We need to be like the 84 year old grandmother who fiercely maintained her independence and lived alone in the old family home. Her 4 children lived n the same town, but she rarely called them except in emergencies. It was with some apprehension, therefore, that one of her sons drove to her house one morning in answer to her phone call. When he arrived she said she suspected that there was a burglar in her bedroom closet, since she had heard noises in there the night before.
“Why didn’t you call me last night?” he exclaimed.
“Well,” she replied, it was late and I hated to bother you, so I just nailed the closet shut and went to bed.”
That’s the kind of attitude a Christian can have when faced with the impossible. Nail the door of fear shut and go to bed in calm assurance.
On this second Sunday in Advent, I want to talk to you for a few moments about peace.
A group at Duke University did a study on “peace of mind.” Factors found to contribute
greatly to emotional and mental stability are:
1. The absence of suspicion and resentment. Nursing a grudge was a major factor in unhappiness.
2. Not living in the past. An unwholesome preoccupation with old mistakes and failures leads to depression.
3. Not wasting time and energy fighting conditions you cannot change. Cooperate with life, instead of trying to run away from it.
4. Force yourself to stay involved with the living world. Resist the temptation to withdraw and become reclusive during periods of emotional stress.
5. Refuse to indulge in self-pity when life hands you a raw deal. Accept the fact that nobody gets through life without some sorrow and misfortune.
6. Cultivate the old-fashioned virtues—love, humor, compassion and loyalty
7. Do not expect too much of yourself. When there is too wide a gap between self-expectation and your ability to meet the goals you have set, feelings of inadequacy are inevitable.
8. Find something bigger than yourself to believe in. Self-centered egotistical people score lowest in any test for measuring happiness.
Have you ever seen Miracle on 34th Street? It's a Christmas classic. The 1947 novel became a movie the same year, earning the author an Academy Award for the Best Original Story. The film itself was nominated for the top picture. Edmund Gwenn, who played Kris Kringle, won an Oscar for Best Supporting Actor. But who could ever forget the child actor, Natalie Wood, who won the hearts of viewers as Susan Walker, the little girl whose doubt in the existence of Santa Claus is transformed by her association with Edmund Gwenn's Kris Kringle.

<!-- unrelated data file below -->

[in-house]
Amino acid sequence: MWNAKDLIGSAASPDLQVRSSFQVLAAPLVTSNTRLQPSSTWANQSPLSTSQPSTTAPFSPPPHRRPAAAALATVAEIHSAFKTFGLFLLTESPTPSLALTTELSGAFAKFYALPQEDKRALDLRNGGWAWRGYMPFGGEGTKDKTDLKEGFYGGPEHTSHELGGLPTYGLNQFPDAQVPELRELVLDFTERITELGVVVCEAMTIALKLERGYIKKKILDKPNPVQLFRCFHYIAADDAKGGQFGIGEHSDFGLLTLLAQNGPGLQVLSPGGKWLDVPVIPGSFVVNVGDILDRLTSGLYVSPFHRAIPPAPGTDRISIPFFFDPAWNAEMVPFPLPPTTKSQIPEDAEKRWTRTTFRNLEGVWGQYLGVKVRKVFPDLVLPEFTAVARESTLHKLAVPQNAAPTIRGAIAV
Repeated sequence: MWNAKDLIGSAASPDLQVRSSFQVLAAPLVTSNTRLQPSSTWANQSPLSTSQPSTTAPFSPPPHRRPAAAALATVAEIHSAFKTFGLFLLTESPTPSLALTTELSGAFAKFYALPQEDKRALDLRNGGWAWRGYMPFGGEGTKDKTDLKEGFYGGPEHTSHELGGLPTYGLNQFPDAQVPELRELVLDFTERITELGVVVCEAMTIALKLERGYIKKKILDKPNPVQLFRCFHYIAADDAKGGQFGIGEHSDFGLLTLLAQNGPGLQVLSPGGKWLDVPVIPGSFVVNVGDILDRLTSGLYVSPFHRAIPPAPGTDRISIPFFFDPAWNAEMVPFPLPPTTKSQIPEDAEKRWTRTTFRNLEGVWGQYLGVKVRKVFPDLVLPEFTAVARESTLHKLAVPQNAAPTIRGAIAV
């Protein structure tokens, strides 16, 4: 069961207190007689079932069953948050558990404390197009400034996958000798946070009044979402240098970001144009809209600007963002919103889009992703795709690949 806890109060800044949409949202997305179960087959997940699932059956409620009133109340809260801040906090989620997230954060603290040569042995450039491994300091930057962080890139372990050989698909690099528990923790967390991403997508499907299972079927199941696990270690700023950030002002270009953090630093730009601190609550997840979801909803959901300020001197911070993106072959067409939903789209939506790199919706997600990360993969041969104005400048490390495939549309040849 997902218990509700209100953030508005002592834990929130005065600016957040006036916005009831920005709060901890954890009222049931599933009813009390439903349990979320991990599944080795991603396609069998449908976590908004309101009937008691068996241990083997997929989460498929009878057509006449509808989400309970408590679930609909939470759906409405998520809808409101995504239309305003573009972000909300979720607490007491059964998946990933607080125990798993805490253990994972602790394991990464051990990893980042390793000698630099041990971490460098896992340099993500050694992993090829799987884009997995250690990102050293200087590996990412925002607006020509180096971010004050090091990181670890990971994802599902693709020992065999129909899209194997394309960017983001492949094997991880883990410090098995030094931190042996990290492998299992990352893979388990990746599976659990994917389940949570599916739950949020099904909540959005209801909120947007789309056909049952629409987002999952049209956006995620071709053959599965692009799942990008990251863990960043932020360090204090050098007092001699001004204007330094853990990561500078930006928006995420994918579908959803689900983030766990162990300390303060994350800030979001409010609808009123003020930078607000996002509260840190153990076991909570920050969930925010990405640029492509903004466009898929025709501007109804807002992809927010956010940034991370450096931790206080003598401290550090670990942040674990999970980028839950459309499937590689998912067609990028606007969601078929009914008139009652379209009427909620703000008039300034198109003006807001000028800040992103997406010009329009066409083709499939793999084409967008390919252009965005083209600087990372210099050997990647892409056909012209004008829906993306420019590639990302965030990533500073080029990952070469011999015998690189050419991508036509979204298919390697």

"Miracle on 34th Street stands beside It's a Wonderful Life as one of the two most enduring of America's holiday movies," says Frank Beaver, professor of film and video studies at the University of Michigan. "As with Frank Capra's It's a Wonderful Life, Miracle on 34th Street draws its continuing appeal by reaffirming ideas of faith in a modern, often-cynical world."1
"Reaffirming faith in a modern, often-cynical world" is what our business is all about as believers—not a faith in St. Nicholas or Father Christmas—but in the truth of the enchantment and wonder of the Almighty God of the universe who came to mankind as a Babe in a manger. So many today don't buy it—or at least they seemed unmoved by the reality of Christmas in the way they live their lives. The net effect of a lack of faith in Christ is to turn off the color to life; to become like little Susan Walker in Miracle on 34th Street, whose childhood was dour, expressionless, unromantic, and hopeless.
Clip from 34th Street? (Christmas faith)
Unbelief turns off the color and turns down the sound of life as it was meant to be lived. But, faith in Christ, and faith in the God who changes things, who interrupts our lives with the glorious news of salvation by repentance and faith in Jesus, turns on the sound, lights up the soul, and causes mute men to shout for joy!
Just ask Zechariah. Some of you are asking right now, who is Zechariah? Today we are going to learn who he was and why he sang a song that made it into the Bible.
Let's look at Zechariah's Song. As we examine this Song in light of the Singer's life, let us note that this is a song of peace.
The Song of a Heart at Peace
The father of John the Baptist, the holy prophet of God who preached repentance and faith and announced the arrival of Messiah, was a "righteous" man.
“Zechariah and Elizabeth were righteous in God’s eyes, careful to obey all of the Lord’s commandments and regulations.” Luke 1:6 NLT